Cliff was born in Leeds in 1883, the son of John Cliff and his wife Mary. He joined Leeds Corporation Transport Department on 18 July 1900 as a tram conductor and later became a tram motorman. He married Sarah Ann Scott, who was 19 years his senior, in 1906.
He joined the Amalgamated Association of Tramway and Vehicle Workers and later became the Leeds branch chairman and a member of the National Executive Council. When the National Joint Industrial Council for the Tramways Industry was established in 1919 he became Joint Secretary.
In 1922, the United Vehicle Workers, created in 1919 by amalgamation of the ATVW and the London and Provincial Union of Licensed Vehicle Workers, was one of the unions which merged to form the TGWU. Cliff was appointed National Secretary of the new union's Passenger Services' National Trade Group, overseeing members in the public transport sector throughout the country. In 1924, he became the first Assistant General Secretary of the TGWU, acting as deputy to General Secretary Ernest Bevin.
Cliff was appointed to the London and Home Counties Traffic Advisory Committee in 1924 and remained a member until July 1933, when he became a part-time member of the newly created London Passenger Transport Board. In 1935 he resigned from the TGWU to become a full-time member of the LPTB, with special responsibility for staff, welfare and medical services. In 1948, he became Deputy Chairman of the successor London Transport Executive, a post which he held until his retirement in 1955.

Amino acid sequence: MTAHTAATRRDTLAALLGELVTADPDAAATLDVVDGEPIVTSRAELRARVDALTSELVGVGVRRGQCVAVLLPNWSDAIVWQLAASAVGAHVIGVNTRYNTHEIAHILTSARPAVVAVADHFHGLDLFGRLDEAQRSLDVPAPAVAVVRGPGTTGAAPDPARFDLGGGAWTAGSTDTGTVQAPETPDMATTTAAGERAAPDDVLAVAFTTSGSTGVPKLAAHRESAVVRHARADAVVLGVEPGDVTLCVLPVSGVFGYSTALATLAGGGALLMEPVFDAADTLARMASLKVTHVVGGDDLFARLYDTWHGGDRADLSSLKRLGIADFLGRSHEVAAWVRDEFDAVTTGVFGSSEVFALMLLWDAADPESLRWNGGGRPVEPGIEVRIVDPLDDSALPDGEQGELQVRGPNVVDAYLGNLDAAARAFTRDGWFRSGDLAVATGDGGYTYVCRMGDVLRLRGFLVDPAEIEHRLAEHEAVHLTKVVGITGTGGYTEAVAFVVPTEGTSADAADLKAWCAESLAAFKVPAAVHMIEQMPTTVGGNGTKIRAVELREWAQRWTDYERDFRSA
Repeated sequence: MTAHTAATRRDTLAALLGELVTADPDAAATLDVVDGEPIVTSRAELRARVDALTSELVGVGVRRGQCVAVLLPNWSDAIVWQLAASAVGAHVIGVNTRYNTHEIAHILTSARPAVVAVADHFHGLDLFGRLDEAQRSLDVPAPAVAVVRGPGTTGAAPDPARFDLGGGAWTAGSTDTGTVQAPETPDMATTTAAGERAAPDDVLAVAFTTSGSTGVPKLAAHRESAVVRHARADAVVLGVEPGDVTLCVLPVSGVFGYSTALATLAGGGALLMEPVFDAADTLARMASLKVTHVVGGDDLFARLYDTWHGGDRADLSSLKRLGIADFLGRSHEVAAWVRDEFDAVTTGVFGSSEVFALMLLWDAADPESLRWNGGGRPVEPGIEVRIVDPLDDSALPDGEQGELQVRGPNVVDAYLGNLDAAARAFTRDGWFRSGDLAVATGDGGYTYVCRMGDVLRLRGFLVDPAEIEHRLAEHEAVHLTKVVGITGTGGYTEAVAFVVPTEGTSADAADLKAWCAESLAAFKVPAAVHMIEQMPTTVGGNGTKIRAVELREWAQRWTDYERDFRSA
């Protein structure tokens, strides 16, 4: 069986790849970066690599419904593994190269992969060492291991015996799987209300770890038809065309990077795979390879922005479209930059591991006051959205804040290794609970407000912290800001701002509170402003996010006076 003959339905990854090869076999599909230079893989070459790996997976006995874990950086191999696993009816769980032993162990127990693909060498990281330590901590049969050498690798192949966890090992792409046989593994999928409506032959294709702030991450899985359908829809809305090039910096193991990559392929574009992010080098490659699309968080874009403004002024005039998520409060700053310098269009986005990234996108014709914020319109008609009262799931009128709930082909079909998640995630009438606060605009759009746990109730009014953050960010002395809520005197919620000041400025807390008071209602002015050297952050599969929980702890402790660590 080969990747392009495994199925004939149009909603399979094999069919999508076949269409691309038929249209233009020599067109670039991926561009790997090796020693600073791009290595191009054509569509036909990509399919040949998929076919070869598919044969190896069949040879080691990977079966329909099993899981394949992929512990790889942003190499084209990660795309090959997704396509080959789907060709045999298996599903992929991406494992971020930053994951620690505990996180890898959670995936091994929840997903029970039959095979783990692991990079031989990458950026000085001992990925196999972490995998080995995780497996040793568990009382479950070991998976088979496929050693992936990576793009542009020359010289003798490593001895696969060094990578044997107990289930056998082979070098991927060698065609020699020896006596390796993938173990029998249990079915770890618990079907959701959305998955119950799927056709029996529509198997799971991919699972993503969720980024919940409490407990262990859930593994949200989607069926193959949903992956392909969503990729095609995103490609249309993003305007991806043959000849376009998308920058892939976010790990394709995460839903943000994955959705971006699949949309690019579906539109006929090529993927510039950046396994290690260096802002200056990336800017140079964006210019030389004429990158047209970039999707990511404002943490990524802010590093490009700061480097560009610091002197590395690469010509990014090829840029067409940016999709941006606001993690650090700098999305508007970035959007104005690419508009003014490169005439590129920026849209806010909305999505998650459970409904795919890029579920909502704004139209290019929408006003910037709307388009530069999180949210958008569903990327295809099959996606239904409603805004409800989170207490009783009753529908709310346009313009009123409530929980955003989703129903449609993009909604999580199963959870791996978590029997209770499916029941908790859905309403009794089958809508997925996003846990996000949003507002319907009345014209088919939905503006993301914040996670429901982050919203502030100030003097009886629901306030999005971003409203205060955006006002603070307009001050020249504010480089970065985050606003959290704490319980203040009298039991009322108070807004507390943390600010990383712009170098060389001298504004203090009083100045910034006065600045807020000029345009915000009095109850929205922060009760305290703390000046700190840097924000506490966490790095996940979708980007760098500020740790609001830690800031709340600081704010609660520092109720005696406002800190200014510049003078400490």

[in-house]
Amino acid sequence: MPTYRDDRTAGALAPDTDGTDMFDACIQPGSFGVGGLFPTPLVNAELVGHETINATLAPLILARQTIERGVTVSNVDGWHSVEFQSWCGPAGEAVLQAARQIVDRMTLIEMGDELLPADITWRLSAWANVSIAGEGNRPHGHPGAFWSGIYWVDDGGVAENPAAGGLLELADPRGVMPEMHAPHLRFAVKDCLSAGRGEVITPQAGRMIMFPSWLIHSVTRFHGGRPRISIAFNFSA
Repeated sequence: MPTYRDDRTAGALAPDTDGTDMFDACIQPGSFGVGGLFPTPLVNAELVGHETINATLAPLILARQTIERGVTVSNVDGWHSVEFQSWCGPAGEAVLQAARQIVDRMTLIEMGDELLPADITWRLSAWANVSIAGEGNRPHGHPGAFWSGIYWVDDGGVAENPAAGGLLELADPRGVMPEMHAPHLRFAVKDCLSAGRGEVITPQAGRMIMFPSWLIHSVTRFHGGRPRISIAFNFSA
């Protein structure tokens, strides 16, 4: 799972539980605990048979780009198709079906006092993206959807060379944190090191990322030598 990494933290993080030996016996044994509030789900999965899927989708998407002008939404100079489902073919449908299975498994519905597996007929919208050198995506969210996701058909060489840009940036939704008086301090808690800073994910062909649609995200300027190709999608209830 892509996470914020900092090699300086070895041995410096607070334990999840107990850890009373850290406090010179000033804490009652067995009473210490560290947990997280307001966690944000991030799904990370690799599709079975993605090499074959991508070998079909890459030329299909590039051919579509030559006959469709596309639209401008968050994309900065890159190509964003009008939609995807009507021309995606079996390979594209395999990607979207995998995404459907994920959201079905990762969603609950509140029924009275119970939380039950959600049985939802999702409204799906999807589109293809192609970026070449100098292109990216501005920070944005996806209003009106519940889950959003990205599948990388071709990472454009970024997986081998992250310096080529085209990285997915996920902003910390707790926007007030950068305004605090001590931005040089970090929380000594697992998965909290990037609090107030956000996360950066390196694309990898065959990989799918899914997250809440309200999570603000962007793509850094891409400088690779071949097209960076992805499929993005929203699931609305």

Cliff was also a member of London County Council for many years, being elected alderman in 1937 and Chairman in 1946. He was a Deputy Lieutenant of Middlesex from 1949. He was also a founder member of the British Institute of Management.
Cliff drove the last London tram into New Cross Depot in July 1952. He died at Eastbourne in 1977.
|Trade union offices|
|Assistant General Secretary of the
Transport and General Workers' Union
|Chairman of the London County Council
1946 – 1947
Lady Eleanor Nathan
- Obituary, The Times